Q.-PAGE 388.


So very much has been written upon the sacred attributes and natural history of this bird, that I have little to add to the description of others ; and to attempt the history of it, either religious, fabulous, or authentic, would form a chapter in itself. Bruce has confirmed the account of Herodotus by establishing the fact that the Abou Hannes of Ethiopia, and the sacred Ibis, are the same. In the museum of the school of medicine at Cairo, I had an opportunity of seeing and comparing both the black and the white ibis with the bones of those found in the mummy-pits at Sackara, and can add my testimony as to their identity; but as far as I have been able to discover, the black ibis is the one found most frequently embalmed. Great heat must have been employed in the preparation of these mummies, as the majority of them are so much roasted, as to crumble to dust on being opened. The black ibis sometimes visits Greece in company with the tantalus. There is one preserved in the collection at Athens that was shot near Napoli di Romania. For a particular description of the embalmed sacred ibis, see Pettigrew on Egyptian Mummies.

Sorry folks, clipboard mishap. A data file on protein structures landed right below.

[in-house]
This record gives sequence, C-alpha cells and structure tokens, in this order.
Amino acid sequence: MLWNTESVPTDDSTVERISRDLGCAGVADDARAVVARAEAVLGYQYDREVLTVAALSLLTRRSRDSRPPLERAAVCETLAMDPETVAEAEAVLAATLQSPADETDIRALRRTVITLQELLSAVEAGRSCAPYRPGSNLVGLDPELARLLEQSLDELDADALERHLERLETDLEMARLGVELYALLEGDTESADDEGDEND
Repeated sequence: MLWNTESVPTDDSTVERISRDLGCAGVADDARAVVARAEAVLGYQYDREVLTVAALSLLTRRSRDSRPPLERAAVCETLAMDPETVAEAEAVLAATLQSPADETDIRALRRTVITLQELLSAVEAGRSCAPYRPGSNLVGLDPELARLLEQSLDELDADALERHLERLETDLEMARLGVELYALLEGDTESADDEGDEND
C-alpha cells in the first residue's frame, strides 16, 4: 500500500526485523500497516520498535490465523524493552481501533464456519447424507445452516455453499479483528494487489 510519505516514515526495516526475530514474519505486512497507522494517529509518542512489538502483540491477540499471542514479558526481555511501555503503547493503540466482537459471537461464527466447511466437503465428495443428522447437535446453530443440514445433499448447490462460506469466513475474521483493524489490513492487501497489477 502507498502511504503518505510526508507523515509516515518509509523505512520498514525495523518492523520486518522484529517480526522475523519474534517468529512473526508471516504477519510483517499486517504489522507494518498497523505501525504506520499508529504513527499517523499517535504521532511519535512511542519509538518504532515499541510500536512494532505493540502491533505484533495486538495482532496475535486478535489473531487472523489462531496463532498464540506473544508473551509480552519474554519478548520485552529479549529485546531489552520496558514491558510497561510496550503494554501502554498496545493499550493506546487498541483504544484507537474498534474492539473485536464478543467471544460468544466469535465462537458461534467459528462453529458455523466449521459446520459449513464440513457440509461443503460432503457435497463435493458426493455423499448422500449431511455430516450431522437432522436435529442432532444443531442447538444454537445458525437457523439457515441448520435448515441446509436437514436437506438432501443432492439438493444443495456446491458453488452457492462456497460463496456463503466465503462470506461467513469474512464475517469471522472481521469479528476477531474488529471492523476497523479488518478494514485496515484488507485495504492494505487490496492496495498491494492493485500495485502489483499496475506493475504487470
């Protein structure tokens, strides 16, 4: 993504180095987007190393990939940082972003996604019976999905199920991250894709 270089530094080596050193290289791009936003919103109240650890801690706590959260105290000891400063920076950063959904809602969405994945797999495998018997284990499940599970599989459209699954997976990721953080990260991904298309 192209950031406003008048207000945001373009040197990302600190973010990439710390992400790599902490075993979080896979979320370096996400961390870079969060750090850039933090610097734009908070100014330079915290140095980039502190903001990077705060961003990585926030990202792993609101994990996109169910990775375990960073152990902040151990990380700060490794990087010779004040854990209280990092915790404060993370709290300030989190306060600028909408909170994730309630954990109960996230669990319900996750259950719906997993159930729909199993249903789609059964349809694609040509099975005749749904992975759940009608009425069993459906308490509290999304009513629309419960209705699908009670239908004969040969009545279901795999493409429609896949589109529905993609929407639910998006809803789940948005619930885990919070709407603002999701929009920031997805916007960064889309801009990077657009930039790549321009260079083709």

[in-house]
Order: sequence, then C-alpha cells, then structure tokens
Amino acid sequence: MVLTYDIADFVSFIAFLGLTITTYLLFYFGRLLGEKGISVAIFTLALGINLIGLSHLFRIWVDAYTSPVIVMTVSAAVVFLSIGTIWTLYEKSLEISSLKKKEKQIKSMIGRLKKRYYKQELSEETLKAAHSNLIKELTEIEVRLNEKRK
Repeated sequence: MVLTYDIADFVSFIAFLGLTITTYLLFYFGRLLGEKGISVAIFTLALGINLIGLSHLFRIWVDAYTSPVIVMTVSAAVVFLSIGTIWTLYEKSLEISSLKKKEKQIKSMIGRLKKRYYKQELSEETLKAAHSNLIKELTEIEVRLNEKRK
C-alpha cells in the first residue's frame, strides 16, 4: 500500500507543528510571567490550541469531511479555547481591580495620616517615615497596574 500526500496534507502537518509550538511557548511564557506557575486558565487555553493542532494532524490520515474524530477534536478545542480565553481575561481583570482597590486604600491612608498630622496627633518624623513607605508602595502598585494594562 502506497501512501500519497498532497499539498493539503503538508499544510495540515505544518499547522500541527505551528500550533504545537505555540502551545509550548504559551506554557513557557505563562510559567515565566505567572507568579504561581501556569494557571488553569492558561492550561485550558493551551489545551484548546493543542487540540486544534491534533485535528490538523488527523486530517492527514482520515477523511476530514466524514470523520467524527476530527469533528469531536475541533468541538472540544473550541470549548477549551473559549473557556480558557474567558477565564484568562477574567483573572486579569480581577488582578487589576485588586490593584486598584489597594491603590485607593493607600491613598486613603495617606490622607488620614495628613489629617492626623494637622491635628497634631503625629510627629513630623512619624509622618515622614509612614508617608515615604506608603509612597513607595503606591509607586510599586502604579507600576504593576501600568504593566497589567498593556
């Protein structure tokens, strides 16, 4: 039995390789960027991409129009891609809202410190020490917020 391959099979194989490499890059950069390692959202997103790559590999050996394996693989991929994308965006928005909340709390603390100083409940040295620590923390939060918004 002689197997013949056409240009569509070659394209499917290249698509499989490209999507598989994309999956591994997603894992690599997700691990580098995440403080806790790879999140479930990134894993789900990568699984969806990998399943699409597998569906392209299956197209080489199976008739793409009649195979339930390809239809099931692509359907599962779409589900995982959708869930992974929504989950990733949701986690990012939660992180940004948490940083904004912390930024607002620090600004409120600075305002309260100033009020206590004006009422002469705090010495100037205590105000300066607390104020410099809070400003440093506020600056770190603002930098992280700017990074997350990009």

Dublin. Printed by John S. FOLDS, 5, Bachelor's Walk,